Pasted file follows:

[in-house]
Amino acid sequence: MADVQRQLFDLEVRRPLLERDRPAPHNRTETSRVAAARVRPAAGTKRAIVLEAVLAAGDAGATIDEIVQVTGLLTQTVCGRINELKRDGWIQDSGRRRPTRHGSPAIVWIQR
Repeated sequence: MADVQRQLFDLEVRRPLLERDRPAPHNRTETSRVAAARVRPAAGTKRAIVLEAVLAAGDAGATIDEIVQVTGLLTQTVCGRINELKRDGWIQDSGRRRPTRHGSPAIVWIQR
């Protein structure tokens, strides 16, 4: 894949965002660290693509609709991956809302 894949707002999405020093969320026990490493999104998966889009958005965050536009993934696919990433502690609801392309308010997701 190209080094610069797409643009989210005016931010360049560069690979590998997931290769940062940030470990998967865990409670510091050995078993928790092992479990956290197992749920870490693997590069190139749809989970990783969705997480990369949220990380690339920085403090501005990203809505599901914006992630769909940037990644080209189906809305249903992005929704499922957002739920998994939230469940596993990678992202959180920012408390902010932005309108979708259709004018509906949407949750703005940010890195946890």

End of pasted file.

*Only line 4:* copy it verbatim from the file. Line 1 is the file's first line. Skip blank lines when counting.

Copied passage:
């Protein structure tokens, strides 16, 4: 894949965002660290693509609709991956809302 894949707002999405020093969320026990490493999104998966889009958005965050536009993934696919990433502690609801392309308010997701 190209080094610069797409643009989210005016931010360049560069690979590998997931290769940062940030470990998967865990409670510091050995078993928790092992479990956290197992749920870490693997590069190139749809989970990783969705997480990369949220990380690339920085403090501005990203809505599901914006992630769909940037990644080209189906809305249903992005929704499922957002739920998994939230469940596993990678992202959180920012408390902010932005309108979708259709004018509906949407949750703005940010890195946890």